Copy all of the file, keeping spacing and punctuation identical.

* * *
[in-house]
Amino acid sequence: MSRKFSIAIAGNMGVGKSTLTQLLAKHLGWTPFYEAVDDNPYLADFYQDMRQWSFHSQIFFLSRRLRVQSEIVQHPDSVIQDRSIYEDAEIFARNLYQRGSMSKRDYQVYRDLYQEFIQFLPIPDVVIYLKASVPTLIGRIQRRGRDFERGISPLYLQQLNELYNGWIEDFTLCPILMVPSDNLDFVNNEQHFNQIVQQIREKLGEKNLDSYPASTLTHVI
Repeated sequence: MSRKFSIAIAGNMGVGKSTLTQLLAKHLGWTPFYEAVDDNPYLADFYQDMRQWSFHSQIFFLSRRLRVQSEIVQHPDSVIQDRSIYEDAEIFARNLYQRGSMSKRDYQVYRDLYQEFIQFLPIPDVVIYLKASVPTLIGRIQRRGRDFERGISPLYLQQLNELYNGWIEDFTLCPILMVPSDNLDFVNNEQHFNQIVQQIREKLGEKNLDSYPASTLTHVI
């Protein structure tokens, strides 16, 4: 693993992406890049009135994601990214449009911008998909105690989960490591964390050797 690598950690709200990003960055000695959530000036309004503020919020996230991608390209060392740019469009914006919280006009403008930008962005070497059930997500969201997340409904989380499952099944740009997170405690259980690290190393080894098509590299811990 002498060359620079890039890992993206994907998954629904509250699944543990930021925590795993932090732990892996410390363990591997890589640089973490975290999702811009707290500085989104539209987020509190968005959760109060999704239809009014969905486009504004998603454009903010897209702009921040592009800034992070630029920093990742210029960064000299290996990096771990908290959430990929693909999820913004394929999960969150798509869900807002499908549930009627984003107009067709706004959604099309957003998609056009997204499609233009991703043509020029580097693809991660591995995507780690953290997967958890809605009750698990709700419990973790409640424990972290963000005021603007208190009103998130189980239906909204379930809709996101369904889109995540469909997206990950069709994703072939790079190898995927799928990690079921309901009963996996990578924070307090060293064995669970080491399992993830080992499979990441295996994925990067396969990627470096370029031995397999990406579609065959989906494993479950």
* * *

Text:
[in-house]
Amino acid sequence: MSRKFSIAIAGNMGVGKSTLTQLLAKHLGWTPFYEAVDDNPYLADFYQDMRQWSFHSQIFFLSRRLRVQSEIVQHPDSVIQDRSIYEDAEIFARNLYQRGSMSKRDYQVYRDLYQEFIQFLPIPDVVIYLKASVPTLIGRIQRRGRDFERGISPLYLQQLNELYNGWIEDFTLCPILMVPSDNLDFVNNEQHFNQIVQQIREKLGEKNLDSYPASTLTHVI
Repeated sequence: MSRKFSIAIAGNMGVGKSTLTQLLAKHLGWTPFYEAVDDNPYLADFYQDMRQWSFHSQIFFLSRRLRVQSEIVQHPDSVIQDRSIYEDAEIFARNLYQRGSMSKRDYQVYRDLYQEFIQFLPIPDVVIYLKASVPTLIGRIQRRGRDFERGISPLYLQQLNELYNGWIEDFTLCPILMVPSDNLDFVNNEQHFNQIVQQIREKLGEKNLDSYPASTLTHVI
């Protein structure tokens, strides 16, 4: 693993992406890049009135994601990214449009911008998909105690989960490591964390050797 690598950690709200990003960055000695959530000036309004503020919020996230991608390209060392740019469009914006919280006009403008930008962005070497059930997500969201997340409904989380499952099944740009997170405690259980690290190393080894098509590299811990 002498060359620079890039890992993206994907998954629904509250699944543990930021925590795993932090732990892996410390363990591997890589640089973490975290999702811009707290500085989104539209987020509190968005959760109060999704239809009014969905486009504004998603454009903010897209702009921040592009800034992070630029920093990742210029960064000299290996990096771990908290959430990929693909999820913004394929999960969150798509869900807002499908549930009627984003107009067709706004959604099309957003998609056009997204499609233009991703043509020029580097693809991660591995995507780690953290997967958890809605009750698990709700419990973790409640424990972290963000005021603007208190009103998130189980239906909204379930809709996101369904889109995540469909997206990950069709994703072939790079190898995927799928990690079921309901009963996996990578924070307090060293064995669970080491399992993830080992499979990441295996994925990067396969990627470096370029031995397999990406579609065959989906494993479950």